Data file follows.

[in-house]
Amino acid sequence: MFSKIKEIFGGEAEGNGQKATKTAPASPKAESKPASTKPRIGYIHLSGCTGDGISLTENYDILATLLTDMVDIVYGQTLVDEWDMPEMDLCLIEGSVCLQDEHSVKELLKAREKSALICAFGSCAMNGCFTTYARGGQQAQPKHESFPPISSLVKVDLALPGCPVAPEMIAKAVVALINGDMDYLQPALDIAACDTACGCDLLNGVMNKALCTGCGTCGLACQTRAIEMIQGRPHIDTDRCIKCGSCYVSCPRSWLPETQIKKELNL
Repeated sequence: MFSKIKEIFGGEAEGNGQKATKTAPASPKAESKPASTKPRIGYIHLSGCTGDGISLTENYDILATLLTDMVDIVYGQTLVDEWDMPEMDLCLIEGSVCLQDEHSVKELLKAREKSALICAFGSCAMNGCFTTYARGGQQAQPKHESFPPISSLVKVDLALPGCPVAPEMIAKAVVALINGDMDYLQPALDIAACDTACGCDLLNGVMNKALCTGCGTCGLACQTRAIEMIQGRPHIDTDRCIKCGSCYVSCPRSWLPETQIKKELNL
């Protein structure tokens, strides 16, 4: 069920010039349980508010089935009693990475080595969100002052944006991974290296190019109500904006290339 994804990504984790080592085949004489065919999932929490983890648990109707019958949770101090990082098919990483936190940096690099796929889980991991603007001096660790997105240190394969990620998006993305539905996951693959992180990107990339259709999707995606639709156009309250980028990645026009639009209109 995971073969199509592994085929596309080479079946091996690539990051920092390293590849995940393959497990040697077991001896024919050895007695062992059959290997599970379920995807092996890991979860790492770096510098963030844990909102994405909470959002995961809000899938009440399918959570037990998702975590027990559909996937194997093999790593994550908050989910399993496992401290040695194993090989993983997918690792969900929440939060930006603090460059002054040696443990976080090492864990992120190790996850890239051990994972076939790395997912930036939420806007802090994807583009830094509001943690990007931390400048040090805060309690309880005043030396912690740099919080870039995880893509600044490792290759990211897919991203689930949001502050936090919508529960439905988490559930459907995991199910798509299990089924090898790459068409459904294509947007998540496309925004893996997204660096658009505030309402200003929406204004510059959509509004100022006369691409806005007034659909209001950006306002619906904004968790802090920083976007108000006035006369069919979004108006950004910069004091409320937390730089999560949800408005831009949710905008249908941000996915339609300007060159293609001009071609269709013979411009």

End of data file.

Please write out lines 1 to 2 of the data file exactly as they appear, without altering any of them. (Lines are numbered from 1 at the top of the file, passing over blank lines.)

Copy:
[in-house]
Amino acid sequence: MFSKIKEIFGGEAEGNGQKATKTAPASPKAESKPASTKPRIGYIHLSGCTGDGISLTENYDILATLLTDMVDIVYGQTLVDEWDMPEMDLCLIEGSVCLQDEHSVKELLKAREKSALICAFGSCAMNGCFTTYARGGQQAQPKHESFPPISSLVKVDLALPGCPVAPEMIAKAVVALINGDMDYLQPALDIAACDTACGCDLLNGVMNKALCTGCGTCGLACQTRAIEMIQGRPHIDTDRCIKCGSCYVSCPRSWLPETQIKKELNL